Suella Braverman’s comments just added to the difficulty of policing protests - Dr Alan Billings
Last Saturday’s pro-Palestinian march was just such an occasion. As if that were not enough, public comments during the week by the former Home Secretary – whatever you thought about them – just added to the headache for the Metropolitan Police Commissioner. He could surely have done without them. There is a time and place for these discussions. A few days before the march and in the media was neither the time nor the place.
One of the things the previous Home Secretary said, apparently, was that different marches and demonstrations were policed differently by the police. The police had favourites. I think protests are policed differently, though not for the reasons Ms Braverman suggested, but because if the object of policing is to enable protests to happen and law and order to be upheld, different protests need different responses.
And by ‘different protests’ I don’t refer to who is protesting or what they are protesting about, but how they are going about things and the likely impact they will have on the communities where they are held.
In the nine years that I have been Police and Crime Commissioner in South Yorkshire we have seen many protests – from static demonstrations to marches. After the Jay Report on child sexual abuse in Rotherham, we saw marches by the far right (EDL) month after month in Rotherham. These were noisy, aggressive and unpleasant, often with an air of menace about them. We had the equally drawn-out trees protests in Sheffield.
Since then, there have been any number of rallies and marches, usually in front of a town hall, and usually relatively peaceful. The pro-Palestinian marches and protests are just the latest. Each march, demonstration, rally or protest is policed differently, according to the police’s assessment of how peaceful and disciplined or otherwise it might be.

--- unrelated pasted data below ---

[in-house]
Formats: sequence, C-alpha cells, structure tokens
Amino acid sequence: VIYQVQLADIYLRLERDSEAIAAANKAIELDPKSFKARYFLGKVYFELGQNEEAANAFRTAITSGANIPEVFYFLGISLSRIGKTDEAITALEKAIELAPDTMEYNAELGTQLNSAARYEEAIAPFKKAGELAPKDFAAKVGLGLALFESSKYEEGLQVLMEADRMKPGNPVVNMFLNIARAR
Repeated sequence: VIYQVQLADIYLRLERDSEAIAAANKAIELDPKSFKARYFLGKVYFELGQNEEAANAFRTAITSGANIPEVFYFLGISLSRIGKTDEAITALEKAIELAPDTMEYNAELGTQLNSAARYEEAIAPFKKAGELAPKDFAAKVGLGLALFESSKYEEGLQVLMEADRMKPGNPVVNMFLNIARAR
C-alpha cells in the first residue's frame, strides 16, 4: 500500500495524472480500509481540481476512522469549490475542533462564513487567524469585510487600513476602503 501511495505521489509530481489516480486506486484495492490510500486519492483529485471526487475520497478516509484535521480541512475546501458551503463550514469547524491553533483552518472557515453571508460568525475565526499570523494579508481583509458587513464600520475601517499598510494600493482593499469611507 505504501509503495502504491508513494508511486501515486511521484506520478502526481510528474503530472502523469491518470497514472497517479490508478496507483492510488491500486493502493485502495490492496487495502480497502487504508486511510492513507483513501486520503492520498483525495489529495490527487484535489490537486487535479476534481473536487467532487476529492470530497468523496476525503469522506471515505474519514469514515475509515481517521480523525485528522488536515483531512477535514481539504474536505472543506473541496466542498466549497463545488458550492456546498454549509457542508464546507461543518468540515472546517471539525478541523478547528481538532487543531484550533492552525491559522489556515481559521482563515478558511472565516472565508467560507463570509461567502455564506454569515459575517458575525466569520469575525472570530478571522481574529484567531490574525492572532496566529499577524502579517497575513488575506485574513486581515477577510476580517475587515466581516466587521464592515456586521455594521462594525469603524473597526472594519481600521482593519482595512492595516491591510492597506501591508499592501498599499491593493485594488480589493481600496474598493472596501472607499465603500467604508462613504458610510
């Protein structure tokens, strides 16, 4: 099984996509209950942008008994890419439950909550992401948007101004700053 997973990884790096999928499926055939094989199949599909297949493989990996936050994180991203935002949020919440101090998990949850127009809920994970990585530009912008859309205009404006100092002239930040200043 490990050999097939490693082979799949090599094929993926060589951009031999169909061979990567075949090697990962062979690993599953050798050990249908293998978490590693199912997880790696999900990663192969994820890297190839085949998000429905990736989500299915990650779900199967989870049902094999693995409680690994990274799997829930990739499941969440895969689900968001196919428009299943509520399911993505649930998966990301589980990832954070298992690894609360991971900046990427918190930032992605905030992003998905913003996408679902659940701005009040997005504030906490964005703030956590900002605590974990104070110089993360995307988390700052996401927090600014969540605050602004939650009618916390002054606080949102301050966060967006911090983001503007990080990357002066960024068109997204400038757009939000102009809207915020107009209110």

It was as a result of the Rotherham protests that I decided to set up an independent Policing Protests Panel to give me reassurance that the police in South Yorkshire were doing their job as they should. Panel members are briefed by the police beforehand, observe on the day and contribute towards debriefing afterwards.
Last week I joined the chair and panel members for a briefing by those officers – gold and silver commanders – who would be in charge over last weekend’s events in Sheffield. It was a salutary lesson in just how complex these things can be.
A pro-Palestinian march was planned, starting at 11am on Saturday morning in the Burngreave area of Sheffield.
Members of the public will know little of the meticulous plans that have to be made. So many judgement calls. And however careful the planning, the situation on the day is always going to be dynamic, requiring further decisions as events take some unexpected turn. Public order requires a specific set of skills for which the police receive training. When we say, perhaps too glibly, that we rely on the police to keep us safe, this is part of what we mean. This was far from straightforward for the police to handle.
A shortened version of the Police and Crime Commissioner for South Yorkshire’s latest blog post.